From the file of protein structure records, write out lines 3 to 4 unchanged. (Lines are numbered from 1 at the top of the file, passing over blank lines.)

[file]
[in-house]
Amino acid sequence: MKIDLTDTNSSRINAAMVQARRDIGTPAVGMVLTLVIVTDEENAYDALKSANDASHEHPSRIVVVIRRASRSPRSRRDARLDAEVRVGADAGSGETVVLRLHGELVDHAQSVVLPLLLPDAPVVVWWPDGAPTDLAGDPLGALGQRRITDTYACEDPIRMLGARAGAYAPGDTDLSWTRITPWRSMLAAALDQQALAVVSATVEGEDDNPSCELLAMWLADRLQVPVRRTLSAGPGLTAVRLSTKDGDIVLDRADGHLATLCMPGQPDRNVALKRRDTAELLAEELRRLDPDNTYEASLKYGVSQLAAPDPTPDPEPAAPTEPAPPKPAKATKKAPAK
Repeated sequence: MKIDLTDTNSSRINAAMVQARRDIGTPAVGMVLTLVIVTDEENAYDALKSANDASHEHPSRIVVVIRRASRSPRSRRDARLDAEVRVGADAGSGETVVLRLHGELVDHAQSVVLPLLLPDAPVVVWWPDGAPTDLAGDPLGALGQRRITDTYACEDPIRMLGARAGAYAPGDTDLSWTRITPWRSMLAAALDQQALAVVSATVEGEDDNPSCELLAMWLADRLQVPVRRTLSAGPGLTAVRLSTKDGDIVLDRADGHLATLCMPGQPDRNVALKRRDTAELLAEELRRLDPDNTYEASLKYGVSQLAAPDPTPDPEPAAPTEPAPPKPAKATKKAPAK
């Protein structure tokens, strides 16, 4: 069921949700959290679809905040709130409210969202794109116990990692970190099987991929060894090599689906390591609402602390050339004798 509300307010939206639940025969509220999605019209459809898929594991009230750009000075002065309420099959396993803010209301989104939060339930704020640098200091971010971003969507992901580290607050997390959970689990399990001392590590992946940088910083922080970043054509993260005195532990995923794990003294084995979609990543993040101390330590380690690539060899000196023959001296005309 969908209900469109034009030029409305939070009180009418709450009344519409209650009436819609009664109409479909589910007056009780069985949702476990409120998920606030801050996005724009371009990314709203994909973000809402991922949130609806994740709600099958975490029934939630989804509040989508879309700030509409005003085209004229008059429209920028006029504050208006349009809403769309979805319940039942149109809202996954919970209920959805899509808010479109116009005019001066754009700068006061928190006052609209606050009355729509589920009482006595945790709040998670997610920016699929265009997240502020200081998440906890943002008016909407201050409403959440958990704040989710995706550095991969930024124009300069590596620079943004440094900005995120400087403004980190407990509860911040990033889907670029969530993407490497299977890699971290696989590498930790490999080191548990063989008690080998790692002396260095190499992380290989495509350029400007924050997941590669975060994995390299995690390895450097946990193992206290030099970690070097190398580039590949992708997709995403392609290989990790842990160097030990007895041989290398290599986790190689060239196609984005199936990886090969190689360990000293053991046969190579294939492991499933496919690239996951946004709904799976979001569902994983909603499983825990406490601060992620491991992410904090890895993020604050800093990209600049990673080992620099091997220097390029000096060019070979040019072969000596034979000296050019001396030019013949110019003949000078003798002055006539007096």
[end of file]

Repeated sequence: MKIDLTDTNSSRINAAMVQARRDIGTPAVGMVLTLVIVTDEENAYDALKSANDASHEHPSRIVVVIRRASRSPRSRRDARLDAEVRVGADAGSGETVVLRLHGELVDHAQSVVLPLLLPDAPVVVWWPDGAPTDLAGDPLGALGQRRITDTYACEDPIRMLGARAGAYAPGDTDLSWTRITPWRSMLAAALDQQALAVVSATVEGEDDNPSCELLAMWLADRLQVPVRRTLSAGPGLTAVRLSTKDGDIVLDRADGHLATLCMPGQPDRNVALKRRDTAELLAEELRRLDPDNTYEASLKYGVSQLAAPDPTPDPEPAAPTEPAPPKPAKATKKAPAK
């Protein structure tokens, strides 16, 4: 069921949700959290679809905040709130409210969202794109116990990692970190099987991929060894090599689906390591609402602390050339004798 509300307010939206639940025969509220999605019209459809898929594991009230750009000075002065309420099959396993803010209301989104939060339930704020640098200091971010971003969507992901580290607050997390959970689990399990001392590590992946940088910083922080970043054509993260005195532990995923794990003294084995979609990543993040101390330590380690690539060899000196023959001296005309 969908209900469109034009030029409305939070009180009418709450009344519409209650009436819609009664109409479909589910007056009780069985949702476990409120998920606030801050996005724009371009990314709203994909973000809402991922949130609806994740709600099958975490029934939630989804509040989508879309700030509409005003085209004229008059429209920028006029504050208006349009809403769309979805319940039942149109809202996954919970209920959805899509808010479109116009005019001066754009700068006061928190006052609209606050009355729509589920009482006595945790709040998670997610920016699929265009997240502020200081998440906890943002008016909407201050409403959440958990704040989710995706550095991969930024124009300069590596620079943004440094900005995120400087403004980190407990509860911040990033889907670029969530993407490497299977890699971290696989590498930790490999080191548990063989008690080998790692002396260095190499992380290989495509350029400007924050997941590669975060994995390299995690390895450097946990193992206290030099970690070097190398580039590949992708997709995403392609290989990790842990160097030990007895041989290398290599986790190689060239196609984005199936990886090969190689360990000293053991046969190579294939492991499933496919690239996951946004709904799976979001569902994983909603499983825990406490601060992620491991992410904090890895993020604050800093990209600049990673080992620099091997220097390029000096060019070979040019072969000596034979000296050019001396030019013949110019003949000078003798002055006539007096």